This is a stupid statement if I ever read one. No wonder he left Oracle.

  • as an ex-sun guy (Score:4, Interesting)

    by TheGratefulNet (143330) on Tuesday September 28, 2010 @06:47PM (#33729194)

    I have to laugh at his comments about oracle. and the oracle view of 'The Tee Shirt' (tm).

    speaking of tee shirts, while at sun there was a 'java anniversary party' and mr java himself was there. some cute photos from the event, a few years back (when sun was still kind of fun to be at):

    http://farm1.static.flickr.com/221/472512518_4f70840cd2_z.jpg [flickr.com]
    http://farm1.static.flickr.com/19/121342959_449ed7dea0_z.jpg [flickr.com]
    http://farm1.static.flickr.com/202/472513502_682f02afc2_z.jpg [flickr.com]
    http://farm1.static.flickr.com/19/121338473_07823a9da0_z.jpg [flickr.com]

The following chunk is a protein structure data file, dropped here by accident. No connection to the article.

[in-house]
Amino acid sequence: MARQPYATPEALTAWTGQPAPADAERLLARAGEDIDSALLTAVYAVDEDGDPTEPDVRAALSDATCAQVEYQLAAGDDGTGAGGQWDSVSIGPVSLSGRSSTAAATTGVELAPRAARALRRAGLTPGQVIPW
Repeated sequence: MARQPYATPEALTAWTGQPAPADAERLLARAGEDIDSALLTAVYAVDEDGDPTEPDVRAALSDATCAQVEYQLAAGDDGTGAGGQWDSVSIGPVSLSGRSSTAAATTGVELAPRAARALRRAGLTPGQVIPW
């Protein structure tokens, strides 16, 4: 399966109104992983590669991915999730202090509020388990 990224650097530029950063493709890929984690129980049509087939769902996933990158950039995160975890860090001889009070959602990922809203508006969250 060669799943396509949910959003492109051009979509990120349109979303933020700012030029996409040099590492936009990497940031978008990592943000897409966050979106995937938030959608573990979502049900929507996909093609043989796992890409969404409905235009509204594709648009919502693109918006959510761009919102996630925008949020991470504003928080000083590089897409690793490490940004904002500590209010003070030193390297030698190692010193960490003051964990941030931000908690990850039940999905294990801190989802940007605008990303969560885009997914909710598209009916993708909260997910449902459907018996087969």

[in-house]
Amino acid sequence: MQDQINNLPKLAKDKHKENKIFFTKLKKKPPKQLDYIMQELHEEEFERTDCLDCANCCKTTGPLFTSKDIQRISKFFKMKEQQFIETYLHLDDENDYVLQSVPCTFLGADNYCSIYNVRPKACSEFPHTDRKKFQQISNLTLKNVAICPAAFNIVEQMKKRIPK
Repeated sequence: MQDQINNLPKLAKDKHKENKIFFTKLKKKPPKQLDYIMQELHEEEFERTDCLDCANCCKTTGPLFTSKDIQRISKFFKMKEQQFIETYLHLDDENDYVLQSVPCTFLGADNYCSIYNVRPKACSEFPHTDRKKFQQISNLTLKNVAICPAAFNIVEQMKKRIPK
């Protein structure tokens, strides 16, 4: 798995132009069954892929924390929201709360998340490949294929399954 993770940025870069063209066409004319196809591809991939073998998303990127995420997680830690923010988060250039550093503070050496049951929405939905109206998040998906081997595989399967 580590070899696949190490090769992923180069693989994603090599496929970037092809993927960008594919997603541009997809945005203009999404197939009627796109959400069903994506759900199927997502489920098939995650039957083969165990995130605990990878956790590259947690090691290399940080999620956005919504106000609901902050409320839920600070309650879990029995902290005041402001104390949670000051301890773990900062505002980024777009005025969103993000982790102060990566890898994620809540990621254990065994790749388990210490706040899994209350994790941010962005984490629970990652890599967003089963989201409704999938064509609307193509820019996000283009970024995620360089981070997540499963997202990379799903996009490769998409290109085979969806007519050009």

RIP sun. we all miss you.

    and, duke, please turn out the lights when you leave, okay?

  • by codepunk (167897) on Tuesday September 28, 2010 @07:08PM (#33729402)

    Without James I would only have to maintain half the servers I do today and would likely be out of a job.

    • Re: (Score:3, Interesting)

      by bigstrat2003 (1058574)

      On the other hand, without him I wouldn't have to try to juggle the fun of "Application x runs only on Java version y, Application xx runs only on Java version z, and Java y and Java z don't get along too well."

      I was angry about this as I started typing, but then I realized that maybe this keeps me employed as well. Damn. :(

  • by melted (227442) on Tuesday September 28, 2010 @07:39PM (#33729626) Homepage

    He needs to focus less on freedom, and more on achieving some semblance of feature parity with .NET. Microsoft is so far ahead with C# and CLR it's not even funny anymore. Dear James, why the fuck can't I new up an array of fully specialized generic objects in Java in year 2010? I mean, this is just bizarre crap. And this guy just keeps going around and telling everyone how much of a genius he is.

    • why the fuck can't I new up an array of fully specialized generic objects

      I can't imagine wanting to do that. Arrays were invented because the infrastructure didn't exist for better data structures. Ever heard of Collections?